Eighteen years ago on April 22, 18-year-old Stephen Lawrence was the victim of a heinous crime. While the Londoner was waiting for a bus, he was viciously and randomly stabbed by a gang of youths who were passing by. According to reports, one of the men yelled “what what nigger” before stabbing Lawrence twice and severing two arteries. The teen never provoked the attack.
Although the case wasn’t very complex, at the time, justice was not served. Despite having several tips identifying the suspects, police collected evidence only after the Lawrence family held a press conference deriding them for their inaction. Apparently, the authorities in London were dragging their feet because Stephen was black.
The BBC reports:
Tip-offs initially led the police to brothers Neil and Jamie Acourt and their friends, Gary Dobson, David Norris – the son of a then feared south London gangster – and then to a fifth youth, Luke Knight.
They were all said to harbour violent racist views – allegations that featured heavily in the public inquiry.
Arrests were made and clothing was seized – but only after the Lawrence family had held a news conference attacking the police for not acting.
Neil Acourt and Luke Knight were initially charged but the Crown Prosecution Service halted proceedings when it concluded that there was insufficient evidence.
Furious with the police failures, the family decided to go it alone with a private prosecution but the case failed in 1996. The eyewitness evidence of Duwayne Brooks was ruled unreliable and Neil Acourt, Gary Dobson and Luke Knight were formally acquitted.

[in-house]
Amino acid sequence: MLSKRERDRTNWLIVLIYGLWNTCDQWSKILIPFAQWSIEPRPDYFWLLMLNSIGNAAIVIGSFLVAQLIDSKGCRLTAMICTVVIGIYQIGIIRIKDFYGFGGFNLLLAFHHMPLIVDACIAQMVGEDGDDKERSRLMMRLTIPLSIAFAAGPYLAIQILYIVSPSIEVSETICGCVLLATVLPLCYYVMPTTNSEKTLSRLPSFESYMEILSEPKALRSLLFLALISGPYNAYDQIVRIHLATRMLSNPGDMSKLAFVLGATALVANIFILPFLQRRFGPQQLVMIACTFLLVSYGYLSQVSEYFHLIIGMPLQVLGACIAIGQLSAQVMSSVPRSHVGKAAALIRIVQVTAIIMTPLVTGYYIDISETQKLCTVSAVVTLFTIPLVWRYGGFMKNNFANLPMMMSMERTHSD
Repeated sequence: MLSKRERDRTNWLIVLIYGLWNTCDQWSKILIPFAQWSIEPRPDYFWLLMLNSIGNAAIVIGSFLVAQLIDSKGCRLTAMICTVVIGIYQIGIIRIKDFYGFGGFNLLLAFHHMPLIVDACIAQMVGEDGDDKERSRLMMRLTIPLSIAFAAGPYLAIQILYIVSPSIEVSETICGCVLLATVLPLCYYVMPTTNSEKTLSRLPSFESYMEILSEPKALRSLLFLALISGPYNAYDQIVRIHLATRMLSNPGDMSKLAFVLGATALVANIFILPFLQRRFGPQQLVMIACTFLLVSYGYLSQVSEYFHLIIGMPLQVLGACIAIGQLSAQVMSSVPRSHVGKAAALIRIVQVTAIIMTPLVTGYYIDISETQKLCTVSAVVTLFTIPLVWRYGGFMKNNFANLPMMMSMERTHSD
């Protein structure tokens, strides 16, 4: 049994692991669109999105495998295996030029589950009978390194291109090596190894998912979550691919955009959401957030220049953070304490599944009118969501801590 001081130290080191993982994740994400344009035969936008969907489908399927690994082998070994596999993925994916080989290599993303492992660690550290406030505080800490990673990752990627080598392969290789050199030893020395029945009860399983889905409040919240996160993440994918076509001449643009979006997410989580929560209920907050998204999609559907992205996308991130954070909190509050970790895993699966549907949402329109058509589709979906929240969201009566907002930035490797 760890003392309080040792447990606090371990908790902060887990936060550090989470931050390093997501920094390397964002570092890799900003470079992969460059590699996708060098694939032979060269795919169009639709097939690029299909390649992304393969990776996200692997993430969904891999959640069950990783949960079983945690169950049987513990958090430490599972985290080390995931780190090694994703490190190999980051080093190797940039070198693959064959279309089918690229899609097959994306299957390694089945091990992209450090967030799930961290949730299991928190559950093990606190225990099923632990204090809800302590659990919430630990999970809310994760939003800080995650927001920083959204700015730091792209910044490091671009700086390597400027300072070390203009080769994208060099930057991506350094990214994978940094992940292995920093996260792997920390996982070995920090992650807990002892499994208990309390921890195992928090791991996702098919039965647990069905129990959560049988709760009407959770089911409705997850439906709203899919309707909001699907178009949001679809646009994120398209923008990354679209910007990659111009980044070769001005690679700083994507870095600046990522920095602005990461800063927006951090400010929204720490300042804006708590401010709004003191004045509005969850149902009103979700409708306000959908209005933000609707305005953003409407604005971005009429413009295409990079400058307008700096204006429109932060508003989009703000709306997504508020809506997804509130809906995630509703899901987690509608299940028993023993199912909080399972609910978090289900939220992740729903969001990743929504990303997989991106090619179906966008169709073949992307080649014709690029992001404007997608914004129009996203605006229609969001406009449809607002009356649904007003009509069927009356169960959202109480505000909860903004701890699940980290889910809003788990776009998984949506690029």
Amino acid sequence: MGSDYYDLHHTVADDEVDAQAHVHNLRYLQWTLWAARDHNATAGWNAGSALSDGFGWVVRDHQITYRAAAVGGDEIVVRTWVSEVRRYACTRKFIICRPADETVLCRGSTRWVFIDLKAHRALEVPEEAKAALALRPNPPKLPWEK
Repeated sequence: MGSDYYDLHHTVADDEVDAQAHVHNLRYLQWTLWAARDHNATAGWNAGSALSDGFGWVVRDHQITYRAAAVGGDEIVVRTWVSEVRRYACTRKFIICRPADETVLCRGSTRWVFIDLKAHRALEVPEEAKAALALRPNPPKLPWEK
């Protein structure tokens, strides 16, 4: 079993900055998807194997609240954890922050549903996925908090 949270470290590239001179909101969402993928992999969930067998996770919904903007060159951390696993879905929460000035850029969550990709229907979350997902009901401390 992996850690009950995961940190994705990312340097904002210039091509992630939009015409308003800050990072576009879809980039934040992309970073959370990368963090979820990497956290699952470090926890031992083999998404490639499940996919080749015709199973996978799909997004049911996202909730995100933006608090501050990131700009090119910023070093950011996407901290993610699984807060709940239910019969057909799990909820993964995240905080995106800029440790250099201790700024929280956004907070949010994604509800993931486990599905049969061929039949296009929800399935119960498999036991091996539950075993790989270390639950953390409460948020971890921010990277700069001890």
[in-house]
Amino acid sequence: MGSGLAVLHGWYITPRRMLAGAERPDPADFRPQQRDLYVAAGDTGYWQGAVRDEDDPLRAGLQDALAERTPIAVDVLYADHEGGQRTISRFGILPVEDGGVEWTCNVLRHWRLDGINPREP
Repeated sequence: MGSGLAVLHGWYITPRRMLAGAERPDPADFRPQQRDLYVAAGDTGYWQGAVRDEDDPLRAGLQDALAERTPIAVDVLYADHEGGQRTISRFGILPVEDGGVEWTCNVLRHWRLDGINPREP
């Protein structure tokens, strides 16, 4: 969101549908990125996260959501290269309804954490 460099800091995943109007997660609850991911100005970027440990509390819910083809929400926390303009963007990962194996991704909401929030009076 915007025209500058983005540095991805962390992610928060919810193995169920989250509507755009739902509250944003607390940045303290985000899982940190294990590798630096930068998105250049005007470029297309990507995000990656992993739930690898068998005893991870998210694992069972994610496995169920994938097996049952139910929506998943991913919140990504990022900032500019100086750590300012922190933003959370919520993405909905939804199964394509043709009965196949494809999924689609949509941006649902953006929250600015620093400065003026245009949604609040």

That appeared to be the end of the road because nobody at that time faced trial twice for the same crime. But this was not the end of the story.
Luckily the quest for justice for Stephen did not die. The Daily Mail posted an inflammatory cover accusing the five white teens of murder, a new home secretary, Jack Straw, ordered another public inquiry, and two Acts of Parliament–the Race Relations Amendement Act 2000 and Criminal Justice Act 2003–paved the way for justice.
And finally, after 18 years of delays, false starts, mishandled investigations, institutional racism, and a family that never gave up, two of Stephen Lawrence’s killers–Gary Dobson and David Norris–were convicted of murder.
Although Stephen’s father, Neville Lawrence said he was “full of joy and relief” that two of his son’s killers were brought to justice, Stephen’s mother, Doreen Lawrence, said the verdict was a long time coming.
“Had the police done their job properly, I would have spent the last 18 years grieving for my son rather than fighting to get his killers to court.”
Despite today’s verdict, the Stephen Lawrence’s case is still open. Police have a list of at least nine remaining suspects and are continuing to investigate the case.